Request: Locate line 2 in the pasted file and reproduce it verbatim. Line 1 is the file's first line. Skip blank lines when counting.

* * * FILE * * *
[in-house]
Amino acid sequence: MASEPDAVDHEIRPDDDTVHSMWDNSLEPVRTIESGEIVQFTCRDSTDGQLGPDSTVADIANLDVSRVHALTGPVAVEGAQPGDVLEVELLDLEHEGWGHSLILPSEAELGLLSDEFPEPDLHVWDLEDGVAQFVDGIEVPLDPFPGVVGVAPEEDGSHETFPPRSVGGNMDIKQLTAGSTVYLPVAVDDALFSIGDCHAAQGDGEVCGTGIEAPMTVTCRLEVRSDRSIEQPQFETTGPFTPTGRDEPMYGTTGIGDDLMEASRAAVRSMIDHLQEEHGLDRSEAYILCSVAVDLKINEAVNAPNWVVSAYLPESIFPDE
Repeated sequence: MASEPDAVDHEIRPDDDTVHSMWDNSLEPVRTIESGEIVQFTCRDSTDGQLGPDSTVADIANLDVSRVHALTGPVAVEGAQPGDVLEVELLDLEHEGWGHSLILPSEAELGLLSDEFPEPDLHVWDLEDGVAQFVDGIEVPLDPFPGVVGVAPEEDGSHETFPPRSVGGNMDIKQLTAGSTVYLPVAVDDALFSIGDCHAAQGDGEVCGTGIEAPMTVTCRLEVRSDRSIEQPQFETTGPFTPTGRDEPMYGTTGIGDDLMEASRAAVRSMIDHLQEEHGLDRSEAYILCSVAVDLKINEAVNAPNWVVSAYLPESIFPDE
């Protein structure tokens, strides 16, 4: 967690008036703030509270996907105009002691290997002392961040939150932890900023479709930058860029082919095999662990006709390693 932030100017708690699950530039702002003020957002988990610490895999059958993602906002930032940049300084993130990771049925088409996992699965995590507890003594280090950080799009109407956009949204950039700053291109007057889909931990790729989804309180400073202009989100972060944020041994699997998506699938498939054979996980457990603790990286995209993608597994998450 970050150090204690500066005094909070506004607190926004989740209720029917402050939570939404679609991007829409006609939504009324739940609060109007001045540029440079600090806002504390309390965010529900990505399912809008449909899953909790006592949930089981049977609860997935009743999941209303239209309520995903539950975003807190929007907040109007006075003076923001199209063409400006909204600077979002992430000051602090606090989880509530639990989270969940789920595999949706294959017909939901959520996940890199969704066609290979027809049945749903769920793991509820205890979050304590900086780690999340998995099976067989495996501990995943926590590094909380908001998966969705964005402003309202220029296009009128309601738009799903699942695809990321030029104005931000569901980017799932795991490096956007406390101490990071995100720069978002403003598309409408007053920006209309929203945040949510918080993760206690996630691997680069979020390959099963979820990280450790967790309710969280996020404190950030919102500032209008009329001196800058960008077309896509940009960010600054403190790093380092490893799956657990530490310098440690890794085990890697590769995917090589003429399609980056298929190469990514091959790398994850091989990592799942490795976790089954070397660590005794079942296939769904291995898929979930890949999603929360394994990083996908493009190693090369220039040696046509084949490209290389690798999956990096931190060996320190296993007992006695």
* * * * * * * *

Amino acid sequence: MASEPDAVDHEIRPDDDTVHSMWDNSLEPVRTIESGEIVQFTCRDSTDGQLGPDSTVADIANLDVSRVHALTGPVAVEGAQPGDVLEVELLDLEHEGWGHSLILPSEAELGLLSDEFPEPDLHVWDLEDGVAQFVDGIEVPLDPFPGVVGVAPEEDGSHETFPPRSVGGNMDIKQLTAGSTVYLPVAVDDALFSIGDCHAAQGDGEVCGTGIEAPMTVTCRLEVRSDRSIEQPQFETTGPFTPTGRDEPMYGTTGIGDDLMEASRAAVRSMIDHLQEEHGLDRSEAYILCSVAVDLKINEAVNAPNWVVSAYLPESIFPDE